So one significant need is for industry to reach out to these professors and to faculty members and to offer them some training and some boot camps and job shadowing or even an opportunity to come work for a company for the summer and observe how security is managed and what the function actually looks like within a corporation. Without that opportunity for faculty to observe and interact, unfortunately, itâ€™s going to take several years for the curriculum to sort of drift into a more appropriate method of teaching. Academia turns very slowly, but the smaller schools would be responsive if business is willing to not just explain the need, but also provide some support to train their faculty members. Vendors, of course, should reach out to faculty and offer to provide some that same training.
ALAN ZAPANTA (ISMG): Well, weâ€™re running out of time. So Iâ€™d like to wrap this up. But before I do, real quick: Are there any parting words youâ€™d like to share for the student aspiring to break into the information security industry given the findings that youâ€™ve had through your research?
RICHARD SWART: Yes. I would say that if you are considering getting into this field, itâ€™s an excellent time to do so. Our survey also asked companies about their anticipated hiring. And it seems like the trend over the last several years has been to provide additional training to existing staff. So a network engineer or a network administrator would be send to it a boot camp or to a vendor training, and they would add security roles and responsibilities onto that job. What the employers are telling us now is that theyâ€™re going to go hiring dedicated security professionals, people that thatâ€™s their sole focus in the organization. And they say thereâ€™s going to be a two and a half fold increase between the openings in 2006 when this survey was done and the expected openings in 2007 -- whatever a two and a half fold increase would be. So the key skills that you need to focus on are a solid technology foundation, whether thatâ€™s computer science, information technology, information systems. But if you are a student outside of business, such as an information technology student, I would strongly encourage that student to consider getting a management training. An ideal combination would probably be a technology-focused undergraduate degree followed by an MBA -- something that provides the business skills and the business acumen, which would allow the person to then sell and manage security within an organization. I would not expect to be able to have a long-term career in security just with the technical education anymore.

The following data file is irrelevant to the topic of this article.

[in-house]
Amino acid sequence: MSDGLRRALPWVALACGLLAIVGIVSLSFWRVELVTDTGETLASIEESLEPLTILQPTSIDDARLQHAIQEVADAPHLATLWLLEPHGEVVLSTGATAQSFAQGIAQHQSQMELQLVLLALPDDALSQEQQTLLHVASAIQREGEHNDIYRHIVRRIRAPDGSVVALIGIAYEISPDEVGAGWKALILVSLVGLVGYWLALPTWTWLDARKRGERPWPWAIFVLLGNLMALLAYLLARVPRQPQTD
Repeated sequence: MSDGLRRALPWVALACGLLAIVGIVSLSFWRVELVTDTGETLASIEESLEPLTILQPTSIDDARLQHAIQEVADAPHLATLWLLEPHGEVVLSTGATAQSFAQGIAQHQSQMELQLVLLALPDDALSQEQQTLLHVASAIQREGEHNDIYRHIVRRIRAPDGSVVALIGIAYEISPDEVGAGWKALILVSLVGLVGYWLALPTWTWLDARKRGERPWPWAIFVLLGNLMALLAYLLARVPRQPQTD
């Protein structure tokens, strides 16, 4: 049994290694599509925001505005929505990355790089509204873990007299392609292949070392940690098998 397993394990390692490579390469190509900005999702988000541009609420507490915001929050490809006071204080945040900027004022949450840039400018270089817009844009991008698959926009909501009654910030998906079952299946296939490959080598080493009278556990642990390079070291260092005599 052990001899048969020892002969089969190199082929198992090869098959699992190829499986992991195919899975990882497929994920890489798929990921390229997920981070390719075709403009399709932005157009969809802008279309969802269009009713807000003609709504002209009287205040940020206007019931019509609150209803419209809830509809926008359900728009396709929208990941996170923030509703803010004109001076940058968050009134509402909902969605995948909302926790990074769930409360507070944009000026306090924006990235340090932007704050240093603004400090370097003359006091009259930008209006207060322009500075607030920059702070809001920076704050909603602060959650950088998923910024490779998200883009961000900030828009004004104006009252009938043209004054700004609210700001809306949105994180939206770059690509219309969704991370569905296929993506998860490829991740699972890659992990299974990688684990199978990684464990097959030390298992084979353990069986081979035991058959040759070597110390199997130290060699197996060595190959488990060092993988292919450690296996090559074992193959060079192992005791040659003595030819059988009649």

ALAN ZAPANTA (ISMG): Thank you for your parting words, Richard; for taking the time to speak with us on these issues. Once again, this is ALAN ZAPANTA and Richard Swart and an Information Security Media Group podcast.